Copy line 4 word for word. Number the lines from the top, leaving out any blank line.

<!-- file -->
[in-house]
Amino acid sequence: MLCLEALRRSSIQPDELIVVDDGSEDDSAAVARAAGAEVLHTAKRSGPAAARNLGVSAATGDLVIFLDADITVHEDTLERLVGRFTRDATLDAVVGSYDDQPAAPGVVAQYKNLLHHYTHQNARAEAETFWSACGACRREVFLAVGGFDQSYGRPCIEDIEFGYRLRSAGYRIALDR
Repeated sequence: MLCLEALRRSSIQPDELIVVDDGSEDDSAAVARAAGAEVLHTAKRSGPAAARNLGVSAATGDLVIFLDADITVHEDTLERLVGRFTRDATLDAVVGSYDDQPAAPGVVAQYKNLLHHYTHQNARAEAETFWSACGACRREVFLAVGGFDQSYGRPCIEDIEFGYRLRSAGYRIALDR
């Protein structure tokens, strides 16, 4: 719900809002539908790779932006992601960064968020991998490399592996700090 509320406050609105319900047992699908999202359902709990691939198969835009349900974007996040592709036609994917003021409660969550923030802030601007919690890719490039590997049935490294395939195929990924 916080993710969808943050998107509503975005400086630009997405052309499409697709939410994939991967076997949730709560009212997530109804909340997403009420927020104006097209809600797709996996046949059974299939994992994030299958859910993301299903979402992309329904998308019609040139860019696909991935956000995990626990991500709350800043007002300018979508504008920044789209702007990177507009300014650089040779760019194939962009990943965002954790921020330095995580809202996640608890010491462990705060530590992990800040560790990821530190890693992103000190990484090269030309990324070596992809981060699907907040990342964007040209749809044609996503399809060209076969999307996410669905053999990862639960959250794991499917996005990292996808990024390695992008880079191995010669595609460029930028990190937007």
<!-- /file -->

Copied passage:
């Protein structure tokens, strides 16, 4: 719900809002539908790779932006992601960064968020991998490399592996700090 509320406050609105319900047992699908999202359902709990691939198969835009349900974007996040592709036609994917003021409660969550923030802030601007919690890719490039590997049935490294395939195929990924 916080993710969808943050998107509503975005400086630009997405052309499409697709939410994939991967076997949730709560009212997530109804909340997403009420927020104006097209809600797709996996046949059974299939994992994030299958859910993301299903979402992309329904998308019609040139860019696909991935956000995990626990991500709350800043007002300018979508504008920044789209702007990177507009300014650089040779760019194939962009990943965002954790921020330095995580809202996640608890010491462990705060530590992990800040560790990821530190890693992103000190990484090269030309990324070596992809981060699907907040990342964007040209749809044609996503399809060209076969999307996410669905053999990862639960959250794991499917996005990292996808990024390695992008880079191995010669595609460029930028990190937007």